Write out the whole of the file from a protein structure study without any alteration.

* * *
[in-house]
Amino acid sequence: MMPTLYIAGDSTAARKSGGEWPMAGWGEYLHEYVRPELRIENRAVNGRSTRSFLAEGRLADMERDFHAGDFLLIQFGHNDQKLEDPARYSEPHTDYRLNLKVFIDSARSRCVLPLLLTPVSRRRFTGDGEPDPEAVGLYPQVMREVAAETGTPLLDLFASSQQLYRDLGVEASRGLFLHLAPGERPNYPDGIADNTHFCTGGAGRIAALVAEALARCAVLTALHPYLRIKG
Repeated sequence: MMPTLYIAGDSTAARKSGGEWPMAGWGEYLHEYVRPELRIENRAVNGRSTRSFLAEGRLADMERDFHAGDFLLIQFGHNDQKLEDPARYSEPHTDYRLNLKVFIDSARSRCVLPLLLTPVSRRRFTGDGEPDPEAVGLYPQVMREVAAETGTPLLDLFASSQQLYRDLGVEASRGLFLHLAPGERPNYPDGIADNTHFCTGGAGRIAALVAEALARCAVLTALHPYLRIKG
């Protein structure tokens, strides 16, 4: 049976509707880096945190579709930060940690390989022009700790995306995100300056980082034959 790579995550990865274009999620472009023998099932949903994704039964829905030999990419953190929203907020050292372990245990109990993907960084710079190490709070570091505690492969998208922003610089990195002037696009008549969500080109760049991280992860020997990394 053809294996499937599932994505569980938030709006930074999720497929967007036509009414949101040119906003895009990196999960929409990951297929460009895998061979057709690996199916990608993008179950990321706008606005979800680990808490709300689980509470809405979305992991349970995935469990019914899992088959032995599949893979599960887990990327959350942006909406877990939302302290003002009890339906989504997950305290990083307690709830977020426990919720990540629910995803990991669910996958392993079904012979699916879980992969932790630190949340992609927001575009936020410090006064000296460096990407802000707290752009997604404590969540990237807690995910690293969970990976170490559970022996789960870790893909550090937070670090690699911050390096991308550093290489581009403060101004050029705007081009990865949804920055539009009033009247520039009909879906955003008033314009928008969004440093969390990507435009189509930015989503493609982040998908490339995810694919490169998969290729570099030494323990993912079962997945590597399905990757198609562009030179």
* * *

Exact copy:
[in-house]
Amino acid sequence: MMPTLYIAGDSTAARKSGGEWPMAGWGEYLHEYVRPELRIENRAVNGRSTRSFLAEGRLADMERDFHAGDFLLIQFGHNDQKLEDPARYSEPHTDYRLNLKVFIDSARSRCVLPLLLTPVSRRRFTGDGEPDPEAVGLYPQVMREVAAETGTPLLDLFASSQQLYRDLGVEASRGLFLHLAPGERPNYPDGIADNTHFCTGGAGRIAALVAEALARCAVLTALHPYLRIKG
Repeated sequence: MMPTLYIAGDSTAARKSGGEWPMAGWGEYLHEYVRPELRIENRAVNGRSTRSFLAEGRLADMERDFHAGDFLLIQFGHNDQKLEDPARYSEPHTDYRLNLKVFIDSARSRCVLPLLLTPVSRRRFTGDGEPDPEAVGLYPQVMREVAAETGTPLLDLFASSQQLYRDLGVEASRGLFLHLAPGERPNYPDGIADNTHFCTGGAGRIAALVAEALARCAVLTALHPYLRIKG
């Protein structure tokens, strides 16, 4: 049976509707880096945190579709930060940690390989022009700790995306995100300056980082034959 790579995550990865274009999620472009023998099932949903994704039964829905030999990419953190929203907020050292372990245990109990993907960084710079190490709070570091505690492969998208922003610089990195002037696009008549969500080109760049991280992860020997990394 053809294996499937599932994505569980938030709006930074999720497929967007036509009414949101040119906003895009990196999960929409990951297929460009895998061979057709690996199916990608993008179950990321706008606005979800680990808490709300689980509470809405979305992991349970995935469990019914899992088959032995599949893979599960887990990327959350942006909406877990939302302290003002009890339906989504997950305290990083307690709830977020426990919720990540629910995803990991669910996958392993079904012979699916879980992969932790630190949340992609927001575009936020410090006064000296460096990407802000707290752009997604404590969540990237807690995910690293969970990976170490559970022996789960870790893909550090937070670090690699911050390096991308550093290489581009403060101004050029705007081009990865949804920055539009009033009247520039009909879906955003008033314009928008969004440093969390990507435009189509930015989503493609982040998908490339995810694919490169998969290729570099030494323990993912079962997945590597399905990757198609562009030179």